How Biden Is Still Trying To Make Student Debt Relief Happen

AP Photo/Evan Vucci, File

By Isabel Soisson

July 21, 2023

On June 30, the Supreme Court struck down President Biden’s student loan cancellation plan, a major blow to tens of millions of working- and middle-class Americans who stood to benefit from the program.

Under Biden’s plan, an estimated 20 million people were expected to be eligible to have their remaining debt fully canceled, with benefits overwhelmingly flowing to Americans earning under $75,000 per year.

However, hours after SCOTUS delivered its ruling, President Biden said that his administration would begin exploring other options for relief. “Today’s decision has closed one path. Now we’re going to pursue another,” he said.

Since then, the Biden administration has launched additional efforts to try to get Americans student debt relief, including announcing a plan that will allow more than 800,000 borrowers to have their debt erased if they’ve been paying it down for at least 20 years.

Here’s a breakdown of the administration’s other efforts:

Exploring Other Options


First, the president has directed the Department of Education to come up with a new plan for widespread loan cancellation through the Higher Education Act.

“We started the process to provide relief to as many people as we can, as fast as we can, through the rulemaking process,” Secretary of Education Miguel Cardona said on July 16. “Under the law, this path will take time, but we are determined to keep fighting for borrowers and we will keep you updated in the months ahead.”

On July 18, a virtual public hearing was held where members of the public were able to weigh in on the latest relief plan, and learn more about how it will work. Now, the Education Department is in the process of finalizing the issues to be addressed in the fall, when negotiated “rulemaking” sessions will begin, according to the White House.

These sessions will effectively help determine the terms of any newly enacted law that would bring debt relief.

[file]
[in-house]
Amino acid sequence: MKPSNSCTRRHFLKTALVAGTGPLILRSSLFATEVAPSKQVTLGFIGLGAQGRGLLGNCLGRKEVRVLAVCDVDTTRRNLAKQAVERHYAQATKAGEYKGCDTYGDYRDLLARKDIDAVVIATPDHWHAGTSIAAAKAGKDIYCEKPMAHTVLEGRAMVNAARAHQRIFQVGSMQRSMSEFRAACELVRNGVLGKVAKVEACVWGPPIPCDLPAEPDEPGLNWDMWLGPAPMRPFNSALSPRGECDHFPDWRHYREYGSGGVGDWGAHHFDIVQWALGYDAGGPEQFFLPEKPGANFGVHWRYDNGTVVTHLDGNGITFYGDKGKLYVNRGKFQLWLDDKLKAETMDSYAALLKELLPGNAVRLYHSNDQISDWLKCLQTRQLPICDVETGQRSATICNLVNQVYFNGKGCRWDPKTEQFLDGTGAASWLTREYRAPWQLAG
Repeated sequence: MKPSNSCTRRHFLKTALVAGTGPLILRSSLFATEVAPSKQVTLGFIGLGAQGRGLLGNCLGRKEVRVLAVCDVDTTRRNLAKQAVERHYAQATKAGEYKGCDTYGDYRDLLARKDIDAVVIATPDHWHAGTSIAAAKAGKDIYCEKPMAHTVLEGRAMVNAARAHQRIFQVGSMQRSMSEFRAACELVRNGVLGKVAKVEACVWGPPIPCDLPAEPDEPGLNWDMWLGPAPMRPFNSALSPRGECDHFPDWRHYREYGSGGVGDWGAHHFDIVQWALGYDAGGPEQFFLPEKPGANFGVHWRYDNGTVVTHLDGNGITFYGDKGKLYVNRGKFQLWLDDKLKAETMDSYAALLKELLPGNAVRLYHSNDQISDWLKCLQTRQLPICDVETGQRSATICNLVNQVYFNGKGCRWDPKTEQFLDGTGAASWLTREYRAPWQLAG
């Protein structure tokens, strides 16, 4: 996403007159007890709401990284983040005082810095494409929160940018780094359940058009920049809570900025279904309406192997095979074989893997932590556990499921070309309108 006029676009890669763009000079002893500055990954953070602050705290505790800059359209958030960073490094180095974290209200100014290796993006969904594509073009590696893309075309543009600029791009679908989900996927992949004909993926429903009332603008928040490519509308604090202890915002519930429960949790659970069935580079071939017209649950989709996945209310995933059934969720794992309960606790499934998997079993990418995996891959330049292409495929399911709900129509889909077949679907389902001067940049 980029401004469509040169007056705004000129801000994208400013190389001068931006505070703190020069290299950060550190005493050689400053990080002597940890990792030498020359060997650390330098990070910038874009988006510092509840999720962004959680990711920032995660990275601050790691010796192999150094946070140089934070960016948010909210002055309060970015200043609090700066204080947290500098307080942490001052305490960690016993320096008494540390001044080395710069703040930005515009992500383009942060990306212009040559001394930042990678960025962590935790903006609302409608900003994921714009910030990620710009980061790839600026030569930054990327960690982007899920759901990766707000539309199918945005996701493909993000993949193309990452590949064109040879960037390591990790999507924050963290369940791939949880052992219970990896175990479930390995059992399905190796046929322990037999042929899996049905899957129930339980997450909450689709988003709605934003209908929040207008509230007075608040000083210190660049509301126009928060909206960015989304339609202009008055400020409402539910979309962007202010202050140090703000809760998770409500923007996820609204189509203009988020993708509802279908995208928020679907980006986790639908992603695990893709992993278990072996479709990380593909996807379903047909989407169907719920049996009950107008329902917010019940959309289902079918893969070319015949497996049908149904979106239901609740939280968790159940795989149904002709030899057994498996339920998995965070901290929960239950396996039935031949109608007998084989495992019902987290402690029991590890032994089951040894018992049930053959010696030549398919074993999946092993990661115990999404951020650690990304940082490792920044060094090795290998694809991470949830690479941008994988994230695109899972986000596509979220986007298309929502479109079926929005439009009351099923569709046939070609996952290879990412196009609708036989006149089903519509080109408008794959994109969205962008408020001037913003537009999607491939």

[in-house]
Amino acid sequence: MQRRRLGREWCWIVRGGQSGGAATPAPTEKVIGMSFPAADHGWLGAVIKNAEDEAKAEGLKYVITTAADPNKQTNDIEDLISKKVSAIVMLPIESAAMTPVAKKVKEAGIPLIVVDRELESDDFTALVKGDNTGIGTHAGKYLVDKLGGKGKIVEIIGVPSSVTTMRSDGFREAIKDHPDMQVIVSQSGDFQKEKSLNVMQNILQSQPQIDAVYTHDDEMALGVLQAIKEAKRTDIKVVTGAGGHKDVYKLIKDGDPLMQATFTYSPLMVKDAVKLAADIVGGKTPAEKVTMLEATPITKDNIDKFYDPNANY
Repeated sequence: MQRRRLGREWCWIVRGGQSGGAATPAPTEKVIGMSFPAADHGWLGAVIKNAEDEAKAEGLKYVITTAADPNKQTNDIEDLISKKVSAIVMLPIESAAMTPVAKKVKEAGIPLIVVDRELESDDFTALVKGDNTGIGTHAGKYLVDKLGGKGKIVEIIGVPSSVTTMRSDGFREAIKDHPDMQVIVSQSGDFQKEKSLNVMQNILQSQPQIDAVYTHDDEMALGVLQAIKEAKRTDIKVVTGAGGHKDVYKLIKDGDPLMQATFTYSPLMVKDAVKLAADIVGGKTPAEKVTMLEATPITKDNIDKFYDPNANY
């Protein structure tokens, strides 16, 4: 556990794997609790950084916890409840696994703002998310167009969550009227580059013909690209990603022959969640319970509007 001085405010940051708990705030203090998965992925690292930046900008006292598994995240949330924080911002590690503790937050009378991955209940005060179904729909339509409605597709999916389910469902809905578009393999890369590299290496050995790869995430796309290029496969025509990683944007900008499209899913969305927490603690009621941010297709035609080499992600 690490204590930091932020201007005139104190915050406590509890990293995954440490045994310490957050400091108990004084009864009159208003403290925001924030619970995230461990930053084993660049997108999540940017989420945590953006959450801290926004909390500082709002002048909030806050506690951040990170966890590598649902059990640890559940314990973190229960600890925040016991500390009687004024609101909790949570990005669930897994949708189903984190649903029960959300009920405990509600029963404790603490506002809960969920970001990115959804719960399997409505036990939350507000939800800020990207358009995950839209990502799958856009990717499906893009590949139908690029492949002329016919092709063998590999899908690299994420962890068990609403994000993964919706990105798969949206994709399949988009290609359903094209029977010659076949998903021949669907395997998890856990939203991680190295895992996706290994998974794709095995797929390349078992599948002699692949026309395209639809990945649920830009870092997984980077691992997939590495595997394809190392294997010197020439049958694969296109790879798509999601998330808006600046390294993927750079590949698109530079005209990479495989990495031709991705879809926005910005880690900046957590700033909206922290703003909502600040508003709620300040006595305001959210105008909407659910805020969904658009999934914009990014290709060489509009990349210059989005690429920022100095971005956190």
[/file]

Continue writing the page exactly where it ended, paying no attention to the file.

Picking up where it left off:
“We look forward to participating in the negotiated rulemaking process and appreciate the Biden administration’s willingness to deliver debt relief in the face of last month’s unjust ruling by the Supreme Court,” Mike Pierce, executive director of the Student Borrower Protection Center, said during the hearing on Wednesday.

Implementing the SAVE Plan


The Biden administration is also in the process of implementing what it calls “the most affordable repayment plan ever created:” The Saving on a Valuable Education (SAVE) Plan. Borrowers that enroll will start saving money under this new plan later this summer.

The SAVE Plan will cut monthly payments to $0 for millions of borrowers making $32,800 or less individually per year. The cutoff will be $67,500 per year for a borrower in a family of four. According to the Biden administration, all other borrowers will save at least $1,000 per year under this plan.

The SAVE Plan will also “stop runaway interest” that “leaves borrowers owing more than their initial loan,” Secretary Cardona said in a statement. For example, under this plan, borrowers with unpaid monthly interest will not be charged as long as they make their monthly payments.

Those who are interested in enrolling in the SAVE Plan should apply for the Revised Pay as You Earn (REPAYE) plan today; the Dept. of Education will automatically enroll these borrowers and update their monthly payments when the SAVE Plan is fully implemented.

To learn more about the SAVE Plan, click here.

Restarting Payments


Finally, borrowers should also keep in mind that the student loan payment pause is ending.

For over three years, the student loan collection system has been frozen. Former President Donald Trump initiated the hiatus as a two-month pause in March 2020, when the COVID-19 pandemic first began ravaging the U.S. economy.

Now, interest will begin accruing again on Sept. 1, and payments will be due again in October.

To help borrowers successfully return to repayment, the Education Department is instituting a 12-month “on-ramp” to repayment, running from Oct. 1, 2023 to Sept. 30, 2024.

Borrowers who miss a payment during this period will not be considered delinquent, reported to credit bureaus, placed in default, or referred to debt collection agencies, according to the White House. It’s also important to note that interest will not capitalize at the end of the on-ramp period, and borrowers do not have to take any action to qualify for this on-ramp period.

However, borrowers who can make their payments should do so, the White House states.

“We will not stop fighting to make sure that student debt is not a barrier for Americans to access college or economic opportunity,” Secretary Cardona said in his statement. “We will continue to put the needs of students and borrowers first, help borrowers access the support and resources they need, and make the promise of college a reality for more American families.”

To learn more about all of these actions, identify a repayment plan that works for you, and consider your options as repayment begins, click here.

  • Isabel Soisson

    Isabel Soisson is a multimedia journalist who has worked at WPMT FOX43 TV in Harrisburg, along with serving various roles at CNBC, NBC News, Philadelphia Magazine, and Philadelphia Style Magazine.


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